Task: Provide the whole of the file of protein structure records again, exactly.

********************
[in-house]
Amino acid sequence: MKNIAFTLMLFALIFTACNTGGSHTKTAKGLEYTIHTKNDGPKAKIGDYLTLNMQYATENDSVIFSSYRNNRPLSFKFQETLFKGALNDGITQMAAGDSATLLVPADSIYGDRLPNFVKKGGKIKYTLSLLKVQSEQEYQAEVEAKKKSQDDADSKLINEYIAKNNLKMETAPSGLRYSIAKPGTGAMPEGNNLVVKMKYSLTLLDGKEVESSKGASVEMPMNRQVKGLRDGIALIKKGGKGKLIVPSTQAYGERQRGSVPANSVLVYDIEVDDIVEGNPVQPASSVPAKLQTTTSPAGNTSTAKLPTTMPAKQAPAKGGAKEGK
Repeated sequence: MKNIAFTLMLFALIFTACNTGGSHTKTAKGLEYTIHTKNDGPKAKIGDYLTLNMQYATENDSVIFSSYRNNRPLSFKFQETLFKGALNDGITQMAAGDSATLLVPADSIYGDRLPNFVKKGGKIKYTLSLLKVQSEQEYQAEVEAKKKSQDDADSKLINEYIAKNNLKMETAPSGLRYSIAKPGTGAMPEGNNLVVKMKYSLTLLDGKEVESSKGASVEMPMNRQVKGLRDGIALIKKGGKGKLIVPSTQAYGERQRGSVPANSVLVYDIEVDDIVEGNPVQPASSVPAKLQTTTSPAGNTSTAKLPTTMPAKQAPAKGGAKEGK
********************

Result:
[in-house]
Amino acid sequence: MKNIAFTLMLFALIFTACNTGGSHTKTAKGLEYTIHTKNDGPKAKIGDYLTLNMQYATENDSVIFSSYRNNRPLSFKFQETLFKGALNDGITQMAAGDSATLLVPADSIYGDRLPNFVKKGGKIKYTLSLLKVQSEQEYQAEVEAKKKSQDDADSKLINEYIAKNNLKMETAPSGLRYSIAKPGTGAMPEGNNLVVKMKYSLTLLDGKEVESSKGASVEMPMNRQVKGLRDGIALIKKGGKGKLIVPSTQAYGERQRGSVPANSVLVYDIEVDDIVEGNPVQPASSVPAKLQTTTSPAGNTSTAKLPTTMPAKQAPAKGGAKEGK
Repeated sequence: MKNIAFTLMLFALIFTACNTGGSHTKTAKGLEYTIHTKNDGPKAKIGDYLTLNMQYATENDSVIFSSYRNNRPLSFKFQETLFKGALNDGITQMAAGDSATLLVPADSIYGDRLPNFVKKGGKIKYTLSLLKVQSEQEYQAEVEAKKKSQDDADSKLINEYIAKNNLKMETAPSGLRYSIAKPGTGAMPEGNNLVVKMKYSLTLLDGKEVESSKGASVEMPMNRQVKGLRDGIALIKKGGKGKLIVPSTQAYGERQRGSVPANSVLVYDIEVDDIVEGNPVQPASSVPAKLQTTTSPAGNTSTAKLPTTMPAKQAPAKGGAKEGK